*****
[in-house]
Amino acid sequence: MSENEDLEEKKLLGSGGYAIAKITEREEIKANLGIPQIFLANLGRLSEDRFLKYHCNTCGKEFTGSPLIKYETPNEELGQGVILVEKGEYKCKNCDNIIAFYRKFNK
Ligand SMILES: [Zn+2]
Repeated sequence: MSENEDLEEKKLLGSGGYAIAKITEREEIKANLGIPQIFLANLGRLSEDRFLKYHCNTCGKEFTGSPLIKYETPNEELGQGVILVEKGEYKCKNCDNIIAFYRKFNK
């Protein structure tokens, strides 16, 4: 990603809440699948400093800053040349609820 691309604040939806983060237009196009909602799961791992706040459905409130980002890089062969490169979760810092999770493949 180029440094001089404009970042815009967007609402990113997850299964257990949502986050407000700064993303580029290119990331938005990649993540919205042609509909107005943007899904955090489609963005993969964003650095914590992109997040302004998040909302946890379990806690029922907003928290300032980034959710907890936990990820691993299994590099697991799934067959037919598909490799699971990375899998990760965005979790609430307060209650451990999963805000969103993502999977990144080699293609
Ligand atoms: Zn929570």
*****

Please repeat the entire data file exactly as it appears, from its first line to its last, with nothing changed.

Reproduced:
[in-house]
Amino acid sequence: MSENEDLEEKKLLGSGGYAIAKITEREEIKANLGIPQIFLANLGRLSEDRFLKYHCNTCGKEFTGSPLIKYETPNEELGQGVILVEKGEYKCKNCDNIIAFYRKFNK
Ligand SMILES: [Zn+2]
Repeated sequence: MSENEDLEEKKLLGSGGYAIAKITEREEIKANLGIPQIFLANLGRLSEDRFLKYHCNTCGKEFTGSPLIKYETPNEELGQGVILVEKGEYKCKNCDNIIAFYRKFNK
């Protein structure tokens, strides 16, 4: 990603809440699948400093800053040349609820 691309604040939806983060237009196009909602799961791992706040459905409130980002890089062969490169979760810092999770493949 180029440094001089404009970042815009967007609402990113997850299964257990949502986050407000700064993303580029290119990331938005990649993540919205042609509909107005943007899904955090489609963005993969964003650095914590992109997040302004998040909302946890379990806690029922907003928290300032980034959710907890936990990820691993299994590099697991799934067959037919598909490799699971990375899998990760965005979790609430307060209650451990999963805000969103993502999977990144080699293609
Ligand atoms: Zn929570």